Taffy Martin: On "The Fish"

In "The Fish," for instance, Moore employs a typically intricate stanzaic pattern along with evocative, sensual language to create a scene as unfathomable as it initially seems specific. The first three sentences are clear enough. The fish "wade through [the] black jade" of a sea where "submerged shafts of the // sun ... move themselves with spotlight swiftness." Nevertheless, even within those sentences, Moore has hinted at the broken vision to follow. She describes the movement of one of the "crow-blue mussel-shells" with curious indirection. The movement of the sand helps a viewer to infer rather than to observe directly the broken movement of the shells. We know only that "one keeps / adjusting the ash heaps, / opening and shutting itself like // an / injured fan." The rest of the poem develops this hint of submerged movement and emphasizes its potential for violence: "The water drives a wedge / of iron through the iron edge / of the cliff" and the cliff itself shows "external / marks of abuse," both natural and deliberately inflicted. Having developed the apparent specificity of the poem to this point, Moore dissolves the scene in a flood of ambiguity. One side of the cliff provides a sheltered pool for sea life. In describing it, Moore begins a new stanza with a new sentence, a technique which, in her poems, often foretells dissolution.

All

external

    marks of abuse are present on this 

    defiant edifice-

        all the physical features of

 

ac-

cident--lack

    of cornice, dynamite grooves, burns, and 

    hatchet strokes, these things stand 

        out on it; the chasm side is

 

dead.

Repeated

    evidence has proved that it can live 

    on what it can not revive

        its youth. The sea grows old in it.

Contradiction dominates these images. "Lack of cornice," if it means a natural curve to the edge of the cliff, is certainly a physical feature of accident; but "dynamite grooves, burns, and / hatchet strokes" are just as surely not accidental. They are human interventions that "stand out" on the cliff. Thus, it should not be surprising that "the chasm side is dead." That announcement, however, makes the next two sentences entirely incomprehensible. If the chasm side is dead, ravaged as it clearly has been by the force of the water it contains, how does it live on the barnacles that adhere to its surface, on the shifting mussel shells that may or may not contain live mussels, and on the rest of the sliding mass of sea life that it shelters? Finally, why does the sea, clearly the most active and powerful force in this scene, grow old within this teeming shelter? Moore not only does not answer these questions, she does not even admit that she has asked them. The poem pretends that it works visually, whereas it should warn readers that images in poems are not always what they seem to be.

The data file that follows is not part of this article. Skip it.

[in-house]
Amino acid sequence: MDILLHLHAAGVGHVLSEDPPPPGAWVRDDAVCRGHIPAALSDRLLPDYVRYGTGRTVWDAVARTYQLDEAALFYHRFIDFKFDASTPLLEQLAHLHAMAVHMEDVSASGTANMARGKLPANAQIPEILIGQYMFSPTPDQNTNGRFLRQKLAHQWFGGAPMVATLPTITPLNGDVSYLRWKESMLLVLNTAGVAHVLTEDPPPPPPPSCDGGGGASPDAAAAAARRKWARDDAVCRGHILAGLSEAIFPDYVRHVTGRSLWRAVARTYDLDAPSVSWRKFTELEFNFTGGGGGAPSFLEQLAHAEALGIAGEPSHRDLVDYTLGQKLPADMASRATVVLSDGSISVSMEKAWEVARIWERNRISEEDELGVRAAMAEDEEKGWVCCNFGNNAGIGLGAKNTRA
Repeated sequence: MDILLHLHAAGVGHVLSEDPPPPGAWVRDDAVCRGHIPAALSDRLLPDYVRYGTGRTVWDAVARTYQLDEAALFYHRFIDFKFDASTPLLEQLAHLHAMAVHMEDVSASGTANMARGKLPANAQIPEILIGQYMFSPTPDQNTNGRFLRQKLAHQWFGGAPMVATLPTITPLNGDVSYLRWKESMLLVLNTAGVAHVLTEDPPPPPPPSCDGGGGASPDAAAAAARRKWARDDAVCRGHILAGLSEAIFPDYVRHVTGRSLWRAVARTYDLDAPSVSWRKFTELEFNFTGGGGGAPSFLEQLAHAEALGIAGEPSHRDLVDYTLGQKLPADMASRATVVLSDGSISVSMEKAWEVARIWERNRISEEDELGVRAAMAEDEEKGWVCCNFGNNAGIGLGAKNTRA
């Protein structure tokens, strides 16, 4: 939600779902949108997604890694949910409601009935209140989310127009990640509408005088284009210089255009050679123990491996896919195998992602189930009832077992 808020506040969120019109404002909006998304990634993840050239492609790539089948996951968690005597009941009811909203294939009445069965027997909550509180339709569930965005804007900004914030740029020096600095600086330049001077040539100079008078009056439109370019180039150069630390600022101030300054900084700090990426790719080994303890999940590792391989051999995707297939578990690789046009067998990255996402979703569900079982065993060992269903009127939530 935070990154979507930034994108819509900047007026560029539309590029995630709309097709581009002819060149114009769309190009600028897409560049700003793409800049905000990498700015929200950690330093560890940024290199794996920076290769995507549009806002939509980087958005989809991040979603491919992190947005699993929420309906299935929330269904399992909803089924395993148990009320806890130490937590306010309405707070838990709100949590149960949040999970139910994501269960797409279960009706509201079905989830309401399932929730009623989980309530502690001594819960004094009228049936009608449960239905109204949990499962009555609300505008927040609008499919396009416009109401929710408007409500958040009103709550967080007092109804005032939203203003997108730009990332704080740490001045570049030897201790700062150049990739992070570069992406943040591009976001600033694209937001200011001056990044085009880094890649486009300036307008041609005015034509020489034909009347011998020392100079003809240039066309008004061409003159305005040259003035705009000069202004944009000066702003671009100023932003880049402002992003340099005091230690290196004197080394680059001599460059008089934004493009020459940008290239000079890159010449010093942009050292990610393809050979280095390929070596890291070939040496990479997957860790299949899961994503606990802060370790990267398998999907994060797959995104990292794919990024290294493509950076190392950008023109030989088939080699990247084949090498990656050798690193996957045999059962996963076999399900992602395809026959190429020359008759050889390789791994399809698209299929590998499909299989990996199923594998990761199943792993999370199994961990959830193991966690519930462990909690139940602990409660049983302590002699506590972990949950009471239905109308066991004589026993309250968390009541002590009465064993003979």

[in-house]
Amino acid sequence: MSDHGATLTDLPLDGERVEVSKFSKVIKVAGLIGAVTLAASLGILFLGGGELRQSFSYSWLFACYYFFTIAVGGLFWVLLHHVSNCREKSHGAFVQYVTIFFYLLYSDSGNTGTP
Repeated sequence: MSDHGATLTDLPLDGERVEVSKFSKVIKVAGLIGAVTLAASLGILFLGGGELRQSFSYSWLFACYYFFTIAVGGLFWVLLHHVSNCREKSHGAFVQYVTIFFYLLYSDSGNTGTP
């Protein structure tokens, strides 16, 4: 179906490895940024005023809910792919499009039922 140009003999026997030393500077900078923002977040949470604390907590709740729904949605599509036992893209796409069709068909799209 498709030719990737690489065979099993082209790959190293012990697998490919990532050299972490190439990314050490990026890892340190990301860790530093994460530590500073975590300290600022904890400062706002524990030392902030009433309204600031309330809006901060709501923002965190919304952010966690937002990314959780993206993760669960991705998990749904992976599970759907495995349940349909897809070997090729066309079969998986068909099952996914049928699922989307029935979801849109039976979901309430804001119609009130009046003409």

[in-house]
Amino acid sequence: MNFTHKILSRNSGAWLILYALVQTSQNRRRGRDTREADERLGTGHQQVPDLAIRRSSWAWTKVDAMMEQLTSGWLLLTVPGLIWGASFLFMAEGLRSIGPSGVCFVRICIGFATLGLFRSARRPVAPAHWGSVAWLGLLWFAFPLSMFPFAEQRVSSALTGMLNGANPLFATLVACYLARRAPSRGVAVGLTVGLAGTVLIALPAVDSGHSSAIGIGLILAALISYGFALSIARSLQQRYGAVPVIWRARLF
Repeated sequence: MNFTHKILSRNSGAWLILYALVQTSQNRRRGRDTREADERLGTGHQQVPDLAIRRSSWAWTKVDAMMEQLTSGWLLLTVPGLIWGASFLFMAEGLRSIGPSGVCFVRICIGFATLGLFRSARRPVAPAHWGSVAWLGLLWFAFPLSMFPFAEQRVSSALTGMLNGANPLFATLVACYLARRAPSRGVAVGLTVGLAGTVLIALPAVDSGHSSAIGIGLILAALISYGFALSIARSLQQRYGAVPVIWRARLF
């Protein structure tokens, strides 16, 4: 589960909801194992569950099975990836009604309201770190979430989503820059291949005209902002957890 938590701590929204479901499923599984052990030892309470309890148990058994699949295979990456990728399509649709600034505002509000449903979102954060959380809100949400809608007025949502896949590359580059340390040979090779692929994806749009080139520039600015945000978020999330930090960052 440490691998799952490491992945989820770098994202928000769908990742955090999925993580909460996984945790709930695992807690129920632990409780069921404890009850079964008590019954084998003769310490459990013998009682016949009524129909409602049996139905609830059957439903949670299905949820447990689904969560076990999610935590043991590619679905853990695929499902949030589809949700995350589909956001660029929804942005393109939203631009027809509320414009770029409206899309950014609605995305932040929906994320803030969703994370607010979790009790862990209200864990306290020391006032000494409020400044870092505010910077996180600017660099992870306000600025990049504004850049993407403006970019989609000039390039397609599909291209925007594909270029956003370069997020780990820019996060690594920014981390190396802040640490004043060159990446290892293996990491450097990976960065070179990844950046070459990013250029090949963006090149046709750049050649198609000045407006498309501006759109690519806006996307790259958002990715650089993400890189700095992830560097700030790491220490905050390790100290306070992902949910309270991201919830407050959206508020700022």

From Marianne Moore: Subversive Modernist. Austin: University of Texas Press, 1986. Copyright © 1986 by University of Texas Press.

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Criticism Overview
Title Taffy Martin: On "The Fish" Type of Content Criticism
Criticism Author Taffy Martin Criticism Target Marianne Moore
Criticism Type Poet Originally Posted 19 Oct 2015
Publication Status Excerpted Criticism Publication No Data
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